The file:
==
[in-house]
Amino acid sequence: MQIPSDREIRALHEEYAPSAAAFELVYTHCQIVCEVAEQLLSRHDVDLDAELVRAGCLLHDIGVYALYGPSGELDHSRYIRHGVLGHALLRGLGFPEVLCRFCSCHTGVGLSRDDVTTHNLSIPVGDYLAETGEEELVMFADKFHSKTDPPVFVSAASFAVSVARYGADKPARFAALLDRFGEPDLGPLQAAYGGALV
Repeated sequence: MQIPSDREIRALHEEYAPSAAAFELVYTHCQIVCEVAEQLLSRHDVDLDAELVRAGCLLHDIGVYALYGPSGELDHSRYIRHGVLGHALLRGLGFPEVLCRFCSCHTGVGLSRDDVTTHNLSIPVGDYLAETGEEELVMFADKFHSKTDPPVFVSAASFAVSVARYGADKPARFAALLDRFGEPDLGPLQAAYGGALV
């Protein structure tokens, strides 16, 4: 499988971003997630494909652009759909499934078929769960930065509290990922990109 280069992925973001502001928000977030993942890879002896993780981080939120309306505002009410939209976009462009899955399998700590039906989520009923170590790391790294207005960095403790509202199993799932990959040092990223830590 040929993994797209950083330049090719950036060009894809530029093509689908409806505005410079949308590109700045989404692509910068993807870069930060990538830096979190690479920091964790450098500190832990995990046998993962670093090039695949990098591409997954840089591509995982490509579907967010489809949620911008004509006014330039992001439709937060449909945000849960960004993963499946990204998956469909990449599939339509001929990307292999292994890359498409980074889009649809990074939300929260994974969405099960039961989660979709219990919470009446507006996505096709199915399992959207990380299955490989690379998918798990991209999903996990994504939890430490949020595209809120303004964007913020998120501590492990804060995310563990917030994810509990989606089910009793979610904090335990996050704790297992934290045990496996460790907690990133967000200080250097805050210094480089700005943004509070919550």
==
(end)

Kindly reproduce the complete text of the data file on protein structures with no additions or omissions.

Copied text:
[in-house]
Amino acid sequence: MQIPSDREIRALHEEYAPSAAAFELVYTHCQIVCEVAEQLLSRHDVDLDAELVRAGCLLHDIGVYALYGPSGELDHSRYIRHGVLGHALLRGLGFPEVLCRFCSCHTGVGLSRDDVTTHNLSIPVGDYLAETGEEELVMFADKFHSKTDPPVFVSAASFAVSVARYGADKPARFAALLDRFGEPDLGPLQAAYGGALV
Repeated sequence: MQIPSDREIRALHEEYAPSAAAFELVYTHCQIVCEVAEQLLSRHDVDLDAELVRAGCLLHDIGVYALYGPSGELDHSRYIRHGVLGHALLRGLGFPEVLCRFCSCHTGVGLSRDDVTTHNLSIPVGDYLAETGEEELVMFADKFHSKTDPPVFVSAASFAVSVARYGADKPARFAALLDRFGEPDLGPLQAAYGGALV
């Protein structure tokens, strides 16, 4: 499988971003997630494909652009759909499934078929769960930065509290990922990109 280069992925973001502001928000977030993942890879002896993780981080939120309306505002009410939209976009462009899955399998700590039906989520009923170590790391790294207005960095403790509202199993799932990959040092990223830590 040929993994797209950083330049090719950036060009894809530029093509689908409806505005410079949308590109700045989404692509910068993807870069930060990538830096979190690479920091964790450098500190832990995990046998993962670093090039695949990098591409997954840089591509995982490509579907967010489809949620911008004509006014330039992001439709937060449909945000849960960004993963499946990204998956469909990449599939339509001929990307292999292994890359498409980074889009649809990074939300929260994974969405099960039961989660979709219990919470009446507006996505096709199915399992959207990380299955490989690379998918798990991209999903996990994504939890430490949020595209809120303004964007913020998120501590492990804060995310563990917030994810509990989606089910009793979610904090335990996050704790297992934290045990496996460790907690990133967000200080250097805050210094480089700005943004509070919550």